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Depersonalization disorder (DP) is a type of psychological disorder marked by a prolonged or persistent sense of unreality or disconnection from the body. The best DP self-help techniques include methods to understand DP symptoms, build a support network, and self-monitor symptoms and triggers. These methods may not be enough, however, and those with DP may require psychotherapy and medication.
The symptoms of DP include a lingering sense of unreality, as though a person is watching a movie rather than living life, or a sense of observing oneself from outside of the body. These symptoms can be frightening and distressing, and people may feel as though they are losing touch with reality. Most people feel disconnected once in a while, but if the symptoms are persistent, then it is considered a disorder and treatment is necessary.
One of the best places to start with DP self-help is to normalize the symptoms a person is experiencing. Reading books about DP can help the affected person realize he or she is not alone in experiencing these distressing experiences. It is also helpful to reassure people with this disorder that they are not losing their minds, and that the symptoms are not their fault or a result of mental weakness.
Often, DP is accompanied by another mental illness such as depression. Treating the anxiety or depression symptoms is another tip for DP self-help. Relaxation and breathing exercises can be useful for relieving anxiety. Getting regular exercise may also help combat anxiety and depression.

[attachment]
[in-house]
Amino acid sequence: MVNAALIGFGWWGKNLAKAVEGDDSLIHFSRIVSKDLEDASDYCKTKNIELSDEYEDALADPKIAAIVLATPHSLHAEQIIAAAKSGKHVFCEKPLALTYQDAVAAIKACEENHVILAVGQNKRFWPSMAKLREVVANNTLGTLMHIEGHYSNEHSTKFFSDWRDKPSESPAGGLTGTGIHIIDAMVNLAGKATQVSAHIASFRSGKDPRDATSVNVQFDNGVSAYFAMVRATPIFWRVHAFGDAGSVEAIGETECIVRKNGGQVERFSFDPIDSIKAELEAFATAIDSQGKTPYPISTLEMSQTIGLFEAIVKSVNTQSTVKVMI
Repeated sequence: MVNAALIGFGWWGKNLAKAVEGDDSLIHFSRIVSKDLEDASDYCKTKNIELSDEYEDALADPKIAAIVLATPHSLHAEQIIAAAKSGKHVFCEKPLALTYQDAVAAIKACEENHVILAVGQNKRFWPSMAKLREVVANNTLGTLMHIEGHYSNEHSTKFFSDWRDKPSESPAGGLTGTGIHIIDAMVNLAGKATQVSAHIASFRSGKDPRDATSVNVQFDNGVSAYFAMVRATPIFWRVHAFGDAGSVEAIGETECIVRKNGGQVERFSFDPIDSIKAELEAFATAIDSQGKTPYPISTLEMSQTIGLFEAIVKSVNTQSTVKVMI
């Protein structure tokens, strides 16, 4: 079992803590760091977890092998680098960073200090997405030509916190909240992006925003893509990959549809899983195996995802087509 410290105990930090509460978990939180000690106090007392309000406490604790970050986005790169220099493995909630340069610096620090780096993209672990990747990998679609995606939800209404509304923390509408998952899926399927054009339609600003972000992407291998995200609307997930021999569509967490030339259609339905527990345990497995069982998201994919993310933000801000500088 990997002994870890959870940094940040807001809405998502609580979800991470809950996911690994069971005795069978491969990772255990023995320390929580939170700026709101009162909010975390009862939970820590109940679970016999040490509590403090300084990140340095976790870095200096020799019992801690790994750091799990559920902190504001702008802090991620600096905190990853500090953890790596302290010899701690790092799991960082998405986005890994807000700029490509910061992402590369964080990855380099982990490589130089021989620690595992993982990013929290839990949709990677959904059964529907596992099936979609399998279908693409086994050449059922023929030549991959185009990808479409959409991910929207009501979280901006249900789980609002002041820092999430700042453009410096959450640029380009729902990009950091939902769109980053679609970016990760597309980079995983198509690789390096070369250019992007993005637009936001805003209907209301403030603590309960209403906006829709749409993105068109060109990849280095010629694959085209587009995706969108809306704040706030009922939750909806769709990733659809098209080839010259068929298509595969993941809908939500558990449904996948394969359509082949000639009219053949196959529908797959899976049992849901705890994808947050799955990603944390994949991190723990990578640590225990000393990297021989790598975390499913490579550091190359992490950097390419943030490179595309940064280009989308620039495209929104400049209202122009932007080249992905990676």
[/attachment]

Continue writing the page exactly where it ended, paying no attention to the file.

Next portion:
A person struggling with DP symptoms needs a strong support network. Many of the DP self-help techniques involve building a support system of family and friends. Support groups for people struggling with DP disorder are another way to find social support. When DP symptoms or life stressors arise, having social supports can be an excellent way to help cope.
Other useful DP self-help techniques involve self-monitoring to learn when symptoms arise and what triggers them. Symptoms may be triggered by outside stimuli, life stresses, or by no particular cause. Often, when symptoms are triggered by a specific stress, such as being in a crowd, a person will develop avoidant behavior, going out of his or her way to stay away from the trigger. With the assistance of a support group, family, or friends, a person with DP symptoms can gradually begin to work at overcoming avoidant behavior.
DP disorder is considered a serious psychological disorder. For many people, DP self-help techniques alone will not be sufficient to overcome the disorder. A psychiatrist, psychologist, or physician can offer valuable help in the form of psychotherapy or medication.
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